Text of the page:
As the election competition heats up, the field of presidential candidates is sorely lacking in one demographic: women.
Aside from Roseanne Barr, who recently announced her candidacy for the Green Party’s nomination, the only real female candidate has been Michele Bachmann, who called off her campaign after a disappointing finish in the Iowa caucus.
The imbalance of women in public office is nothing new. 1992 was heralded as the “Year of the Woman” after four women were elected to the Senate — a whopping 4% of the total number of senators.
According to Political Science Quarterly, a variety of factors contributed to the emergence of the year of the woman in 1992, including the increased importance of domestic rather than international issues.
Another study from the American Journal of Political Science found that “masculine instrumental traits increased the candidate’s perceived competence on a broader range of issues than the feminine traits of warmth and expressiveness,” which are perceived to be better equipped to handle issues of compassion.
Since 1992, women have made some progress in politics: 17% of senators in the 112th Congress are women, while 17.7% of the House of Representatives are female. Even with these growing numbers, it seems counterintuitive that a demographic that comprises 50.8% of the United States population would constitute such a minority of our government.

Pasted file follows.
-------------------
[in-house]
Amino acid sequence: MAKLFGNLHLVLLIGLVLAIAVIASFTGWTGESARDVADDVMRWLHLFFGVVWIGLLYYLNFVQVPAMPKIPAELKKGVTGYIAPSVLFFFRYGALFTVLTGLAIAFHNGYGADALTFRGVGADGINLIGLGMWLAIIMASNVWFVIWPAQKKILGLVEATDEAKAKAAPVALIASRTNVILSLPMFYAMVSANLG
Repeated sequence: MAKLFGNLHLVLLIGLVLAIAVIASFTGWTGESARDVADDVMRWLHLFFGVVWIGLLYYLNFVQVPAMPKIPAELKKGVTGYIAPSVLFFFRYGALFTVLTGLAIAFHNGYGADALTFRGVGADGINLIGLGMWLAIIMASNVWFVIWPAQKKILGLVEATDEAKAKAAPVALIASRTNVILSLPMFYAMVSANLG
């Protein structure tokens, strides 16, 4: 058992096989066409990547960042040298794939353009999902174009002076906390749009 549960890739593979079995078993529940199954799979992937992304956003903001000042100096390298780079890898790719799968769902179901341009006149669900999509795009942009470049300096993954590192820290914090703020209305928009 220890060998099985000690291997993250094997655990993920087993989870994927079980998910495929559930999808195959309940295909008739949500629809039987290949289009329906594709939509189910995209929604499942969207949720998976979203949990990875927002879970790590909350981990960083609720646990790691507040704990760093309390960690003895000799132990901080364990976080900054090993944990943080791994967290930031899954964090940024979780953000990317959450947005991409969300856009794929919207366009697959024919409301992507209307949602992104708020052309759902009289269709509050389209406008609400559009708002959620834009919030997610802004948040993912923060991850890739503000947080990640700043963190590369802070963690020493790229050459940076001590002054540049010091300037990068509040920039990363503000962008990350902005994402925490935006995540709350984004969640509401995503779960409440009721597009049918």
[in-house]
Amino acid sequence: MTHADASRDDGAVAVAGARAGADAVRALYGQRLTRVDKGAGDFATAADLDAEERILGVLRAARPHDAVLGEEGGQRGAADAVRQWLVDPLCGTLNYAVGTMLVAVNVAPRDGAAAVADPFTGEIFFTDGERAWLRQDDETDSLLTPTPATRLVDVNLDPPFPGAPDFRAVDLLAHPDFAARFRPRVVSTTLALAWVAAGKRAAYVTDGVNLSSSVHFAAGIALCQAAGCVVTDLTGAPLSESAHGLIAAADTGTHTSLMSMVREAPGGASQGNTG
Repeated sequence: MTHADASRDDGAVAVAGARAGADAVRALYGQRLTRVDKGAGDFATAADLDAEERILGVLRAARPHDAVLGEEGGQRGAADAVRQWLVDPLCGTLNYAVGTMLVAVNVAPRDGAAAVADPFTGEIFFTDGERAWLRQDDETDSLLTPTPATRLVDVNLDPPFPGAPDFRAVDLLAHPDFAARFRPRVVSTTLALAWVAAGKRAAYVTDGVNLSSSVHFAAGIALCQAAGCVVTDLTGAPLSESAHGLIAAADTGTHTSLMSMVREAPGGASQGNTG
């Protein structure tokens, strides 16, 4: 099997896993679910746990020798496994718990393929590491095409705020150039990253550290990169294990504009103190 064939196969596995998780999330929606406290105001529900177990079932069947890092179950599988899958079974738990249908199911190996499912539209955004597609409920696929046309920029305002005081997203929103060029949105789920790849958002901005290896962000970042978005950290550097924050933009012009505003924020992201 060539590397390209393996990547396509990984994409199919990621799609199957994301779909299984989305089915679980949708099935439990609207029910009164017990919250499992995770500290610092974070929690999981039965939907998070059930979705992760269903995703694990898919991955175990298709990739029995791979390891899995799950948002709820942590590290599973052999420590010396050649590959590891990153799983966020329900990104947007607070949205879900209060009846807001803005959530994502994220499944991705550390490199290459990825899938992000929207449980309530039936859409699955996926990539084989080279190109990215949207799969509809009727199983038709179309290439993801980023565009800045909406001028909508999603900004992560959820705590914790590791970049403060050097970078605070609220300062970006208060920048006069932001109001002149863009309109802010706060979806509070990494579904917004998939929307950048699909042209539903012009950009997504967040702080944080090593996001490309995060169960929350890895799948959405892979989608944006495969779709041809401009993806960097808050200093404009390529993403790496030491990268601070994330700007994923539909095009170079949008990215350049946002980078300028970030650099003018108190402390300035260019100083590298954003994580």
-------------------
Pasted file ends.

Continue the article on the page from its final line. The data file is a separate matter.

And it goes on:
And it’s not because women aren’t involved in the political process — 66% of women 18 and older voted in the 2008 presidential election compared with 62% of men.
So why the disproportion of women in elected office?
Female politicians are subject to many more negative stereotypes than men — the common stereotypes include mother, pet, seductress and iron maiden, according to Communication Studies. Female politicians must tread carefully in constructing their public image, not wanting to appear to be either too feminine or too masculine.
In a recently released study commissioned by the Girl Scouts of America, researchers found that many young girls are aware of the political climate and perceive that they face more obstacles in attaining positions of leadership than their male counterparts.
Fortunately, however, the Girl Scouts are trying to do something to change that and the organization is launching a crusade to foster leadership potential in young girls, complete with a media awareness campaign and fundraising goals.
It’s a program college students should support if we hope to achieve gender parity. Although the most popular major for both men and women is business, men are far more likely than women to major in the other subjects with the highest earning potential, such as computer science and engineering, which clearly limits women’s leadership aptitude.
Given that women make up more than half of American college students at 56%, we should work to ensure that women are given the same opportunities for leadership as men. We should support programs like that of the Girl Scouts which promote female leaders.
As the Girl Scout slogan says, everyone should “be prepared” to be a leader.
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